As you're learning about your needs and requirements, a Power Meter will come in handy.

 

I bought one of these just last week: http://uplift.ph/Accessories/Products/Digital-Power-Reader

 

P1,554 including online purchase and delivery.

 

It does handy things like tell you Watts used (min and max), Amps, Usage over time etc.

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Oz Jon

hmm,,seems like this problem of storing the power can be difficult,,not the least,,expensive!

 

...................................................................................................................................................................................................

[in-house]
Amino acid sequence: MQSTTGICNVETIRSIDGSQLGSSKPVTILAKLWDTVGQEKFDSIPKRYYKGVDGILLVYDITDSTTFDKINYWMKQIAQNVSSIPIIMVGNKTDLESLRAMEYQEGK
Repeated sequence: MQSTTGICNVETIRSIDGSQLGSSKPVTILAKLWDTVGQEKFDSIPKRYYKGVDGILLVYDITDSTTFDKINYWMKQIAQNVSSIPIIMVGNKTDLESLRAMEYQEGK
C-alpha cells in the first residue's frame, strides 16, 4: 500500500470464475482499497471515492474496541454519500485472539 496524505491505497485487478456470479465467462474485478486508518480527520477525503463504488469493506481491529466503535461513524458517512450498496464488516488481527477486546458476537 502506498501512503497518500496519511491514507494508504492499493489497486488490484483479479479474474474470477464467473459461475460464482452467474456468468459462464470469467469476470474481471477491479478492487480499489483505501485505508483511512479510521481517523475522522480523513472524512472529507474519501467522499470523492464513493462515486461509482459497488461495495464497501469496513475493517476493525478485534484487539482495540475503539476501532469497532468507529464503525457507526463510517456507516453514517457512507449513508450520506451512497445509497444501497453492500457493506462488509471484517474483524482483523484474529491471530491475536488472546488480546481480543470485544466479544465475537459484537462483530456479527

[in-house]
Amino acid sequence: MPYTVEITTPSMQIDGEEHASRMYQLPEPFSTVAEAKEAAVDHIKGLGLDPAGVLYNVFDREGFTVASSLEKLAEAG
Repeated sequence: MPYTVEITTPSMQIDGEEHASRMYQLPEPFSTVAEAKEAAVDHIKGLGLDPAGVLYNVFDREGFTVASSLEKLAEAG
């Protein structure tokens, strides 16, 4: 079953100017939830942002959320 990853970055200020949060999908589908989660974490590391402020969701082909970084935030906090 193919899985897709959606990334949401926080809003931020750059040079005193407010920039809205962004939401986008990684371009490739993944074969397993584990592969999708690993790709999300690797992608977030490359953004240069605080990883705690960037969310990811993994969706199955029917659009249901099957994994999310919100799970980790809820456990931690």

You've got it right - the killer with all solar concepts is energy storage! - storage is expensive and can be troublesome.
 
Solar panels are less efficient in indirect light, but they do produce some power.
Edited by Paul

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Oz Jon

dont tell them that mate,,most ofem are yanks,,,,,,,,, :killself:

 

but seriously,,this solar stuff is interesting in how and what to do,,i just wanna charge cellfones and laptops?

Charging low power stuff like cellphones and laptops is easy - don't even need battery storage if you do it during the day when there is at least a bit of sunshine.

 

The problems start when you need power at times when there is no sunshine. And even bigger problems when you want to start/run motors.

That needs batteries and they are expensive and troublesome.

Edited by Oz Jon

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hyaku

What advice are you looking for?